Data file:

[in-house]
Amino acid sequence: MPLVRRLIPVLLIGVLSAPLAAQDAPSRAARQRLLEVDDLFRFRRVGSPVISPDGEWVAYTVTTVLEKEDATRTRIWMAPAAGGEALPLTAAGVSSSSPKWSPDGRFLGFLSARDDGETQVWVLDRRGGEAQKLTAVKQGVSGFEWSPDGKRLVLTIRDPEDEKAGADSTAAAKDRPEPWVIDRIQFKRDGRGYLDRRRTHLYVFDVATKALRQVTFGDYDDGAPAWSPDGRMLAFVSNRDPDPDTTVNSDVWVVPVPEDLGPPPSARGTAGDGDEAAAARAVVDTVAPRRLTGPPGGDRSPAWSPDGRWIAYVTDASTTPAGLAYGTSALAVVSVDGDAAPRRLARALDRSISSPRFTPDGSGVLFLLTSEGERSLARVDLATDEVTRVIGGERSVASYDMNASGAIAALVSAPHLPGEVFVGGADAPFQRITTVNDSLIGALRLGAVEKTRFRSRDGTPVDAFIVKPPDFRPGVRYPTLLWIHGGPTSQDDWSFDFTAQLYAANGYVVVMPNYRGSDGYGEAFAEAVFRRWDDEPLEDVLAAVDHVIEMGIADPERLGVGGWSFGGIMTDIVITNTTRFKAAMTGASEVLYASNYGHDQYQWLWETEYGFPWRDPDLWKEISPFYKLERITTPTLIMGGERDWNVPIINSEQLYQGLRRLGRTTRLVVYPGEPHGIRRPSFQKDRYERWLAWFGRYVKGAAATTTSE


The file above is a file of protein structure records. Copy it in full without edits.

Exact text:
[in-house]
Amino acid sequence: MPLVRRLIPVLLIGVLSAPLAAQDAPSRAARQRLLEVDDLFRFRRVGSPVISPDGEWVAYTVTTVLEKEDATRTRIWMAPAAGGEALPLTAAGVSSSSPKWSPDGRFLGFLSARDDGETQVWVLDRRGGEAQKLTAVKQGVSGFEWSPDGKRLVLTIRDPEDEKAGADSTAAAKDRPEPWVIDRIQFKRDGRGYLDRRRTHLYVFDVATKALRQVTFGDYDDGAPAWSPDGRMLAFVSNRDPDPDTTVNSDVWVVPVPEDLGPPPSARGTAGDGDEAAAARAVVDTVAPRRLTGPPGGDRSPAWSPDGRWIAYVTDASTTPAGLAYGTSALAVVSVDGDAAPRRLARALDRSISSPRFTPDGSGVLFLLTSEGERSLARVDLATDEVTRVIGGERSVASYDMNASGAIAALVSAPHLPGEVFVGGADAPFQRITTVNDSLIGALRLGAVEKTRFRSRDGTPVDAFIVKPPDFRPGVRYPTLLWIHGGPTSQDDWSFDFTAQLYAANGYVVVMPNYRGSDGYGEAFAEAVFRRWDDEPLEDVLAAVDHVIEMGIADPERLGVGGWSFGGIMTDIVITNTTRFKAAMTGASEVLYASNYGHDQYQWLWETEYGFPWRDPDLWKEISPFYKLERITTPTLIMGGERDWNVPIINSEQLYQGLRRLGRTTRLVVYPGEPHGIRRPSFQKDRYERWLAWFGRYVKGAAATTTSE